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Sustainable soft signage leads to profit

Graphics | March 1, 2008 | By:

The digital printing of textiles has been going on since the mid-90’s with electrostatic (e-stat) and ink jet printers, either by direct printing (in the case of ink jet) and via dye sublimation transfer (ink jet and e-stat).

Today, advances in ink jet printers, (direct to fabric sublimation printers), combined with growth in textile applications, such as soft signage and apparel, are driving the market for digital textile printing. The biggest application for digital textile printing is soft signage, which accounts for about 75 percent of the output in terms of square feet printed. I.T. Strategies estimates that in 2007 the retail value of digitally printed soft signage was more than $1 billion worldwide. Over time, the PFP market has come to realize the importance of soft signage (signage printed on fabric) over paper and vinyl.

The reasons for the success of digitally printed signage include:

  • Differentiation from paper/vinyl. In the world of signage, it’s all about getting the viewers’ attention. If the other signs are paper or vinyl, a fabric sign will stand out.
  • Upscale perception. Fabric creates a more sophisticated look, especially for certain advertisers, such as cosmetics companies, and customers, such as museums.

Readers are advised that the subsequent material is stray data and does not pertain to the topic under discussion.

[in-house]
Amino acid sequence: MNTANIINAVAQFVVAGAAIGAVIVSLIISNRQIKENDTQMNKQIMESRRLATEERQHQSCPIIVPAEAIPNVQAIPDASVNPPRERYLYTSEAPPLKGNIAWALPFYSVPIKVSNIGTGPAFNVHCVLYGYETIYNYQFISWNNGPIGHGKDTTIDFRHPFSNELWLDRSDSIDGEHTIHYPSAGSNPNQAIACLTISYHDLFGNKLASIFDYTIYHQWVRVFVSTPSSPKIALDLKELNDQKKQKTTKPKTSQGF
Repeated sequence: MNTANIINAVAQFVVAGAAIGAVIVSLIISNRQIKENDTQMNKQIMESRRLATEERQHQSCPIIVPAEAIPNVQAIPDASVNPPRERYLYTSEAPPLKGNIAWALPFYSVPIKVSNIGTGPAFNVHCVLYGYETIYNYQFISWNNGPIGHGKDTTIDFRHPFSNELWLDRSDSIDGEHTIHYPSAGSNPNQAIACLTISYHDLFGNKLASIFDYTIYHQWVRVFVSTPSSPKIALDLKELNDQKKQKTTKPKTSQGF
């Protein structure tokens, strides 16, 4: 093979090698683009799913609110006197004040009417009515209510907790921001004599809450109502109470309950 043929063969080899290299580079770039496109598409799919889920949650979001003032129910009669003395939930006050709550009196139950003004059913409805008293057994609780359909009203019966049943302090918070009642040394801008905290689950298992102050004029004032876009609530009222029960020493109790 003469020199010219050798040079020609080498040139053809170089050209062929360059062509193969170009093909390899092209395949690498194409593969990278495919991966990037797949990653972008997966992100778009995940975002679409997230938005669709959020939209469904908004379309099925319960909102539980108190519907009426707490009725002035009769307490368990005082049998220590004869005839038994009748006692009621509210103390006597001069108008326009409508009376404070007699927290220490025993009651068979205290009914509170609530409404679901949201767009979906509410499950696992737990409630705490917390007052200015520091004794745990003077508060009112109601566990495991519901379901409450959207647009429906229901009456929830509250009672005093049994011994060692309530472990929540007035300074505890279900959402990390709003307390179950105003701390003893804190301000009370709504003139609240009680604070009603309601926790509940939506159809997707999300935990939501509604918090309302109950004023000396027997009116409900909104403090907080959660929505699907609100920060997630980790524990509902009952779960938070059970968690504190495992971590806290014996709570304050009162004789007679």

• Reduced costs. Fabric is lightweight and flexible. It costs less to ship (from print shop to customer and from customer to wherever) and can be folded without damaging.

Soft signage = sustainable products

Stella Color was one of the early print shops to see the advantages of printing textiles for signage. One of Stella Color’s clients reported that it saved $200,000 in shipping costs by switching to fabric signage for its trade show booth; the company went from shipping its trade show booth in six 8-by-6-foot crates to one.

This not only saved the client money in actual shipping costs but made a big impact in overall sustainability issues: less gas needed to move the crates, signage that was easier to install, (thus taking less time), and less reprinting due to damage. This is just one example, but there are many ways that you can make sustainability choices profitable for you and your clients.

This is the first in a series of articles focusing on digital printing of textiles and sustainability, one of the most discussed issues in our industry today. The co-authors are Lynn Krinsky of Stella Color (, a digital print shop in Seattle, Wash., and Patti Williams of I.T. Strategies (, Hanover, Mass., a market research and consulting company focusing on digital printing.

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